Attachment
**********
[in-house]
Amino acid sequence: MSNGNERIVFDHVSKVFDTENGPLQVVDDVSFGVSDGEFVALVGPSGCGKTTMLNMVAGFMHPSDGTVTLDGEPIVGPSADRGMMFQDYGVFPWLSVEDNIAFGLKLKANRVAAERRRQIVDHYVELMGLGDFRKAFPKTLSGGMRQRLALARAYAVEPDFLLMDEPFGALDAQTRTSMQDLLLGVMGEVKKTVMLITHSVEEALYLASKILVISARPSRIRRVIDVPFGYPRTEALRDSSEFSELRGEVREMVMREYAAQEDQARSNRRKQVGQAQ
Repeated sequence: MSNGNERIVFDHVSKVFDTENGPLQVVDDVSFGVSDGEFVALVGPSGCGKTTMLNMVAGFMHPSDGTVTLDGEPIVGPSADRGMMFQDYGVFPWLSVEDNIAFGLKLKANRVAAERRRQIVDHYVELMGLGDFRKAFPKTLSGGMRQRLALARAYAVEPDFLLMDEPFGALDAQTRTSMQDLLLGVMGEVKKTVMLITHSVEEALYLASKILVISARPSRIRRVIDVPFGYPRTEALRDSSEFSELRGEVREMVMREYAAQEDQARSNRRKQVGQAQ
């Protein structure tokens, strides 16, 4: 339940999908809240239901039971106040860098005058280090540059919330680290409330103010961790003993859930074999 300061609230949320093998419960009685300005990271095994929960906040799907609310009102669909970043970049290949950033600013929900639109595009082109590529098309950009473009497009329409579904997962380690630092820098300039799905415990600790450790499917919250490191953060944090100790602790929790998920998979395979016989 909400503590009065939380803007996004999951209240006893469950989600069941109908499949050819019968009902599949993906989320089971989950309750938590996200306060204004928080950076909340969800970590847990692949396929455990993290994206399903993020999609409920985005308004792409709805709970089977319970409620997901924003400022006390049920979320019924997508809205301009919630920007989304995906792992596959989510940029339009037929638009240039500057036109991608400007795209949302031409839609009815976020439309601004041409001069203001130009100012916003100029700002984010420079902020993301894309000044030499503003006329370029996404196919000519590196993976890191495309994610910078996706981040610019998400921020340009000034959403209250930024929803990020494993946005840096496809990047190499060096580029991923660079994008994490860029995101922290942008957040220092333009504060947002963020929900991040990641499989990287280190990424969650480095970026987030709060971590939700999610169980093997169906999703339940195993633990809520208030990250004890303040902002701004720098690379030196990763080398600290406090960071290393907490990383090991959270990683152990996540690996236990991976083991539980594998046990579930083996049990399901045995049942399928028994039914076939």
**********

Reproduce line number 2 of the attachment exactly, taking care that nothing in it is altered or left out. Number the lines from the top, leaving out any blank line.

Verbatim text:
Amino acid sequence: MSNGNERIVFDHVSKVFDTENGPLQVVDDVSFGVSDGEFVALVGPSGCGKTTMLNMVAGFMHPSDGTVTLDGEPIVGPSADRGMMFQDYGVFPWLSVEDNIAFGLKLKANRVAAERRRQIVDHYVELMGLGDFRKAFPKTLSGGMRQRLALARAYAVEPDFLLMDEPFGALDAQTRTSMQDLLLGVMGEVKKTVMLITHSVEEALYLASKILVISARPSRIRRVIDVPFGYPRTEALRDSSEFSELRGEVREMVMREYAAQEDQARSNRRKQVGQAQ